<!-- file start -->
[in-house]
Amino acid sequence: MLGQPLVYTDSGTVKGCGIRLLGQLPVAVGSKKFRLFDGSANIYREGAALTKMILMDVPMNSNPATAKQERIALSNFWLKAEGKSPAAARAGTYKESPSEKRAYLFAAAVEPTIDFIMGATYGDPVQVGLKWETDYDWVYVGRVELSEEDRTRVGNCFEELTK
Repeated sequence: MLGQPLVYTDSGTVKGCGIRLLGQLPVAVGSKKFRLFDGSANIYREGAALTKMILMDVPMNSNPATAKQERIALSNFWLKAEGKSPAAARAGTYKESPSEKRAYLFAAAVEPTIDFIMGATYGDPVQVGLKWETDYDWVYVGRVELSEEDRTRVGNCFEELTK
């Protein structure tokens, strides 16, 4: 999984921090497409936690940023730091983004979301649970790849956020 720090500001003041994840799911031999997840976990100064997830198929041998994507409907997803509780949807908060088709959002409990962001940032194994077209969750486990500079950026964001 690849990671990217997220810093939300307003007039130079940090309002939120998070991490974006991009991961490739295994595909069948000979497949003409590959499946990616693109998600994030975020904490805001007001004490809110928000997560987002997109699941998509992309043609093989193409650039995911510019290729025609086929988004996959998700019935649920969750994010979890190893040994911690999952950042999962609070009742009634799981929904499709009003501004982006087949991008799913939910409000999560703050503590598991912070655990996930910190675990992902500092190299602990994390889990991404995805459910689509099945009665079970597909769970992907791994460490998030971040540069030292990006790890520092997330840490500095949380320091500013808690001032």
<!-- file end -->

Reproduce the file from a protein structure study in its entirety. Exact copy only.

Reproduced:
[in-house]
Amino acid sequence: MLGQPLVYTDSGTVKGCGIRLLGQLPVAVGSKKFRLFDGSANIYREGAALTKMILMDVPMNSNPATAKQERIALSNFWLKAEGKSPAAARAGTYKESPSEKRAYLFAAAVEPTIDFIMGATYGDPVQVGLKWETDYDWVYVGRVELSEEDRTRVGNCFEELTK
Repeated sequence: MLGQPLVYTDSGTVKGCGIRLLGQLPVAVGSKKFRLFDGSANIYREGAALTKMILMDVPMNSNPATAKQERIALSNFWLKAEGKSPAAARAGTYKESPSEKRAYLFAAAVEPTIDFIMGATYGDPVQVGLKWETDYDWVYVGRVELSEEDRTRVGNCFEELTK
């Protein structure tokens, strides 16, 4: 999984921090497409936690940023730091983004979301649970790849956020 720090500001003041994840799911031999997840976990100064997830198929041998994507409907997803509780949807908060088709959002409990962001940032194994077209969750486990500079950026964001 690849990671990217997220810093939300307003007039130079940090309002939120998070991490974006991009991961490739295994595909069948000979497949003409590959499946990616693109998600994030975020904490805001007001004490809110928000997560987002997109699941998509992309043609093989193409650039995911510019290729025609086929988004996959998700019935649920969750994010979890190893040994911690999952950042999962609070009742009634799981929904499709009003501004982006087949991008799913939910409000999560703050503590598991912070655990996930910190675990992902500092190299602990994390889990991404995805459910689509099945009665079970597909769970992907791994460490998030971040540069030292990006790890520092997330840490500095949380320091500013808690001032």